1. Science is based on peer review.  For some reason, people seem to think that just because a scientist had an idea, that everyone will blindly accept that idea.  The truth is, every scientific discovery is scrutinized down to the smallest detail before the scientific community comes to a consensus.  There are very few biases that spring from nowhere.  Most of them are based on my next point…

2. Consistency.  Science is consistent.  We know when science is correct because the end result was predicted correctly.  Ark discoveries have been consistent, too.  Each one has been consistently debunked and forgotten.  There is no surprise, then, when scientists admit to a certain level of skepticism when confronted with a new ark discovery.  Not only that, but

3. Carbon dating.  It’s consistent, too.  Stories of false data from insufficient collection practices are false because of the time, care, and repetition of carbon dating techniques.  A big controversy (if you want to call it that) in the Ark commentary is a question of who admits to carbon dating being useful when.  I want to point out that scientists are, again, very consistent with their carbon dating.  In the case of this ark that was supposedly dated to 4,800 years ago, scientists dismiss the evangelical team because DATING WAS ALREADY DONE ON THIS SITE, and the results were different.  Several times.  As MSNBC points out, “previous tests reportedly came up with more recent dates.”  That’s right, TESTS.  Plural.  As in more than one.  Consistent.  When there is a suddenly different result, that indicates a problem, mistake, flaw, or falsity with the testing method that one time.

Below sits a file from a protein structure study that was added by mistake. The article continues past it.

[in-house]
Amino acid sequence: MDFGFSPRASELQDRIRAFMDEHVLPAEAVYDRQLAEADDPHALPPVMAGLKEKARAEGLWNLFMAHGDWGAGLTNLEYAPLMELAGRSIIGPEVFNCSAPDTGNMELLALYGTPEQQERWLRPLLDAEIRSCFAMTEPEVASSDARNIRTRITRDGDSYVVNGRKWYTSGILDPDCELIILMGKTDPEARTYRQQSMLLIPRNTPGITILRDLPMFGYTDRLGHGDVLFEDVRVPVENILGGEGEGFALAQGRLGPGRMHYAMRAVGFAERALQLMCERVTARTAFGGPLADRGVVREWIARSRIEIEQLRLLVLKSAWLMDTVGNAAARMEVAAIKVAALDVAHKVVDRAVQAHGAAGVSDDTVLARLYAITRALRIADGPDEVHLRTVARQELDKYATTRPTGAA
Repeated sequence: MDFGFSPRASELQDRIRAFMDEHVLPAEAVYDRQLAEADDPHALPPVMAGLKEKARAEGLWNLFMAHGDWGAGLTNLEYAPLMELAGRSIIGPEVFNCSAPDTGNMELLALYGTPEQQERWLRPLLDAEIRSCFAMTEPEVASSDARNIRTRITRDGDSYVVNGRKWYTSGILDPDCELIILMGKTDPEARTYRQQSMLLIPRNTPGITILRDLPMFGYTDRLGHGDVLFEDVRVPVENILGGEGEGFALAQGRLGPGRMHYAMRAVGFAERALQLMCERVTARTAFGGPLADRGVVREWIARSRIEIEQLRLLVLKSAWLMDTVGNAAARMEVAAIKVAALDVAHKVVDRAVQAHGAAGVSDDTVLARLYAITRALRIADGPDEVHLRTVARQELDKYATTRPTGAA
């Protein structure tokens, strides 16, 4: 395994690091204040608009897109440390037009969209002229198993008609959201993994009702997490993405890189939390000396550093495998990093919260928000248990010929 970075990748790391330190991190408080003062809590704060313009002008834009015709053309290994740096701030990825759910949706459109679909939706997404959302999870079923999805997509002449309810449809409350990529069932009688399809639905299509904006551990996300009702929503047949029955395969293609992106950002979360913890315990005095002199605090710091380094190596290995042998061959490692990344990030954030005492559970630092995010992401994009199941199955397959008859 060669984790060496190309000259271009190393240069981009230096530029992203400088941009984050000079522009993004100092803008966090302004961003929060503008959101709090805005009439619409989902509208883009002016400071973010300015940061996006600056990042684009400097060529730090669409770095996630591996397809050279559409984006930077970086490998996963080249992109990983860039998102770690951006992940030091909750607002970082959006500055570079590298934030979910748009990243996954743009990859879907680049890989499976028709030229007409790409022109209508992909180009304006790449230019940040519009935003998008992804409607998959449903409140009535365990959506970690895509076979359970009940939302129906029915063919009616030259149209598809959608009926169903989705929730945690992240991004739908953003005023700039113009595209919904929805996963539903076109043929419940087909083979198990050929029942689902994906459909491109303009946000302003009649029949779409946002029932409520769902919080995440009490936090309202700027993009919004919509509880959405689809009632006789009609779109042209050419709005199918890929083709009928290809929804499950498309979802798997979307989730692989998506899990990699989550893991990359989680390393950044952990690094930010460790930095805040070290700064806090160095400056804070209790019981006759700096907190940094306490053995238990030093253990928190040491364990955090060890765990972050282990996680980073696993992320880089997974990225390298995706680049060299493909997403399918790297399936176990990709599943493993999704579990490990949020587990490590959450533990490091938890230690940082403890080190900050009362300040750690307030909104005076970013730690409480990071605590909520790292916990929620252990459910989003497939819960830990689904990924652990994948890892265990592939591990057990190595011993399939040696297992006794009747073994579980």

And finally,

4. Science is not atheism.  There is no law anywhere, except in specifically literal-minded fundamentalist prosperity-religions, that believing science makes someone an atheist.  Arguing with science on subjects such as these is a veil for promoting literal-minded Creationism, not for promoting Christianity as a whole.  Most Christian sects – most world religions, for that matter – do not have a problem with science or  that unspoken subject, Evolution.  And that, folks, is the big, big issue with ark discoveries.  Inevitably, the new find will be debunked (if the scientific community gives another thought to it at all) and people will move on.  BUT a few folks, believers hope, will be fooled long enough for their minds to be opened to chicanery and lies.

Below are some links to pages on about religious views on evolution.  Enjoy

Evolution and religion overview

Christian beliefs about evolution

World Religion beliefs about evolution

Pagan/aboriginal beliefs about evolution

Posted in creationism, pseudo-science, science | Tagged: , , , , , | Leave a Comment »

This just in – the dinosaurs are still dead.

Posted by madaardvark on March 6, 2010

Here is the location of the asteroid hit that lead to the extinction of the dinosaurs.  What’s important about this is that we have a definitive answer from the scientific community about how the dinosaurs all died off.  A full article can be found here.

Posted in science, Uncategorized | Tagged: , , | Leave a Comment »

Ghost Stories and the Waking Dream

Posted by madaardvark on October 3, 2009


Fuselli's "Nightmare," inspired by 18th century misunderstandings of sleep paralysis

I love the feeling in the air during this time of year.  The crispness and chill after the warmth of summer reminds us of mortality.  With that comes the hopes and fears of life after death, coupled with the limitless imagination of the human mind.  It’s beautiful, frightening, confusing, and a whole lot of fun.